The Deceased Organ Donation Strategy launched by the Minister of Health today is good as far as it goes – but it doesn’t go anywhere near far enough, according to Kidney Health New Zealand chief executive Max Reid.

“Kidney Health New Zealand was happy to have a hand in developing the Strategy, but what the Minister has announced today lacks the commitment required to resourcing the Strategy’s implementation,” Mr Reid says.

“It is encouraging to see signs that our deceased organ donation rate has been beginning to increase over the past couple of years, but it is still one of the lowest in the developed world. And that is not good news for the nearly 700 New Zealanders with end stage kidney disease on a growing transplant waiting list.  Having a national strategy specifically designed to increase deceased organ donation rates offers a real opportunity to bring about a much needed change – particularly in terms of raising public awareness around deceased organ donation and its importance.

“To say ‘the devil is in the detail’ is perhaps an over-used phrase. But in this case it’s true. While the fundamental priorities identified in the Strategy are sound – strengthening the existing register, strengthening practice and capacity in Intensive Care Units, developing a public awareness campaign and establishing a new national body – there is no implementation plan, no indication of how or where or when the proposed national agency will be established, and no overarching timeframe.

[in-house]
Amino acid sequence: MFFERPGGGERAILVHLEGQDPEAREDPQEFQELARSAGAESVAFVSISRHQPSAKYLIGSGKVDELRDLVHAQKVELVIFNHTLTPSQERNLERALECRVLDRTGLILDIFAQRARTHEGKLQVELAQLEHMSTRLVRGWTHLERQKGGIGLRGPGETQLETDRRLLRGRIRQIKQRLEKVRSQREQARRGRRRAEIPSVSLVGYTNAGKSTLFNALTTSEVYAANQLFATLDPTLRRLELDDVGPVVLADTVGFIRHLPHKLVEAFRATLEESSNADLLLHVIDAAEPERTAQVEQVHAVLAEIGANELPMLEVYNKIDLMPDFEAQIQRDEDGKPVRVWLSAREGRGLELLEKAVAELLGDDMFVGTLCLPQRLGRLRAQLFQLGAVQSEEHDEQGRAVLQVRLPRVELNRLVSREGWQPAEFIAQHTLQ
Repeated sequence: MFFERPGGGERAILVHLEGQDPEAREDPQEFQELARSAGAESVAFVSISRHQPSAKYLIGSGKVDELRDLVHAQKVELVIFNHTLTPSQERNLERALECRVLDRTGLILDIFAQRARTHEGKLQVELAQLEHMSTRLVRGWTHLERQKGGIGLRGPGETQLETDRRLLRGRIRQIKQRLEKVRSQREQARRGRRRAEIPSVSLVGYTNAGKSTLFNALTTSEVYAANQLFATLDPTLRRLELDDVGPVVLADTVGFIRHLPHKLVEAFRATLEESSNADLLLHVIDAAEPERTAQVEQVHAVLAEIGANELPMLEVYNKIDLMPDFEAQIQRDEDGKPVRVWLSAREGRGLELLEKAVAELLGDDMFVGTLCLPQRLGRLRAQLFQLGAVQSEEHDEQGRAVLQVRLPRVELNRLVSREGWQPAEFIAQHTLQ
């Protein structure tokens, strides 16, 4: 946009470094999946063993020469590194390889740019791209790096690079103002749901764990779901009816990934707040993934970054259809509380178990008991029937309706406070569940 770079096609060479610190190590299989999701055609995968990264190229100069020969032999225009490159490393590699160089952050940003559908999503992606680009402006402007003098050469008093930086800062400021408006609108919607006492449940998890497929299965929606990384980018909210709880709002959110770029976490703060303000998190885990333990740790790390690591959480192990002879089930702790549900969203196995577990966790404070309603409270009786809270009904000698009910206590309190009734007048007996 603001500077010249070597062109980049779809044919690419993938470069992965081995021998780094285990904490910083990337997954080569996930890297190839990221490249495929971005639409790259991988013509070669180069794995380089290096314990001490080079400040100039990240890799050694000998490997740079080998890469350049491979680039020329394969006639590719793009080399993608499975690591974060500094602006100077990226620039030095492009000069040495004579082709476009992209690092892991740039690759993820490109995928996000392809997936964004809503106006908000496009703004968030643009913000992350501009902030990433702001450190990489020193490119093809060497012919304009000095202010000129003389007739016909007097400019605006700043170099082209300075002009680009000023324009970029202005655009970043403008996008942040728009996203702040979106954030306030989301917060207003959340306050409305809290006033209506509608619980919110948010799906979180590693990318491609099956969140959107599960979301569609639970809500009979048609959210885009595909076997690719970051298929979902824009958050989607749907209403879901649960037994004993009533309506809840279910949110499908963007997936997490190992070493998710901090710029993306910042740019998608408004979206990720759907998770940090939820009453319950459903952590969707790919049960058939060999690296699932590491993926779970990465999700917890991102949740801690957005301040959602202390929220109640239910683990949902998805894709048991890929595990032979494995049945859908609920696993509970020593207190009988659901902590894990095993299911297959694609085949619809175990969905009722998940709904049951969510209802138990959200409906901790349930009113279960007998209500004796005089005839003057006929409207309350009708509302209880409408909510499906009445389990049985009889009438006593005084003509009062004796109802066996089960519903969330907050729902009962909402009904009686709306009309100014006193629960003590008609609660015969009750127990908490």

“Of equal concern is the lack of any credible funding commitment on the Minister’s part. New Zealand’s ICUs are already running at capacity. The Strategy identifies increasing that capacity in order to better manage deceased organ donation as foundational. That the Minister has only allocated $500,000 towards building that capacity is incomprehensible. Clearly the Ministry of Health has not costed the actual level of funding required – and that lack of analysis to support the Strategy is itself of concern.

“Kidney Health New Zealand calls on the Government to establish the new national agency as a matter of urgency, so that a detailed implementation plan can be developed, costed and appropriately funded. Anything less would be to undermine the clear potential of the Strategy, and represent a betrayal of the hundreds of New Zealanders whose lives depend upon an increase in deceased organ donation and transplantation,” says Mr Reid.  

For further information, questions or comment, please contact:

Max Reid, Chief Executive Officer, Kidney Health NZ – ph. 021 72 33 44


Kidney Health NZ (formally the Kidney Foundation) is a national organisation supporting kidney patients and their families by way of education, advocacy and research across all areas of kidney health - including organ donation and transplant, dialysis, early detection and prevention of chronic kidney disease. For further information or advice, contact the Kidney Health Helpline – 0800 KIDNEYS (543 639)




Home dialysis conference 2018

26th of June, 2017

For further information visit